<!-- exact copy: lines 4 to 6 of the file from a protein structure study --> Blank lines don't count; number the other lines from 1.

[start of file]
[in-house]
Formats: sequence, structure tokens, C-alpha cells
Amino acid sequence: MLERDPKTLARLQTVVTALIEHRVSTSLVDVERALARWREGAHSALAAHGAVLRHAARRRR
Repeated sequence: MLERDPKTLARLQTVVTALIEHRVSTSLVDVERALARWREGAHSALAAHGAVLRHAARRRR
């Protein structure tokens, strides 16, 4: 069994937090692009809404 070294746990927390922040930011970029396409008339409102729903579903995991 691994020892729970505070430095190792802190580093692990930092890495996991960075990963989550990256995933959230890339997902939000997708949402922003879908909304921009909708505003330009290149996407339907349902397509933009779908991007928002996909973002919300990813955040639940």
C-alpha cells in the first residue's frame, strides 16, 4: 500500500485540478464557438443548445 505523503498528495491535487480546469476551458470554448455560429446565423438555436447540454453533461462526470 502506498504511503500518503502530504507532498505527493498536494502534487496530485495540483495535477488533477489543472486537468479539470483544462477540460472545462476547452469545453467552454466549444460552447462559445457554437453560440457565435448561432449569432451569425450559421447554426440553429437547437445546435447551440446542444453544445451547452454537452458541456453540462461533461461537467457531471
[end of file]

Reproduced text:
Repeated sequence: MLERDPKTLARLQTVVTALIEHRVSTSLVDVERALARWREGAHSALAAHGAVLRHAARRRR
């Protein structure tokens, strides 16, 4: 069994937090692009809404 070294746990927390922040930011970029396409008339409102729903579903995991 691994020892729970505070430095190792802190580093692990930092890495996991960075990963989550990256995933959230890339997902939000997708949402922003879908909304921009909708505003330009290149996407339907349902397509933009779908991007928002996909973002919300990813955040639940």
C-alpha cells in the first residue's frame, strides 16, 4: 500500500485540478464557438443548445 505523503498528495491535487480546469476551458470554448455560429446565423438555436447540454453533461462526470 502506498504511503500518503502530504507532498505527493498536494502534487496530485495540483495535477488533477489543472486537468479539470483544462477540460472545462476547452469545453467552454466549444460552447462559445457554437453560440457565435448561432449569432451569425450559421447554426440553429437547437445546435447551440446542444453544445451547452454537452458541456453540462461533461461537467457531471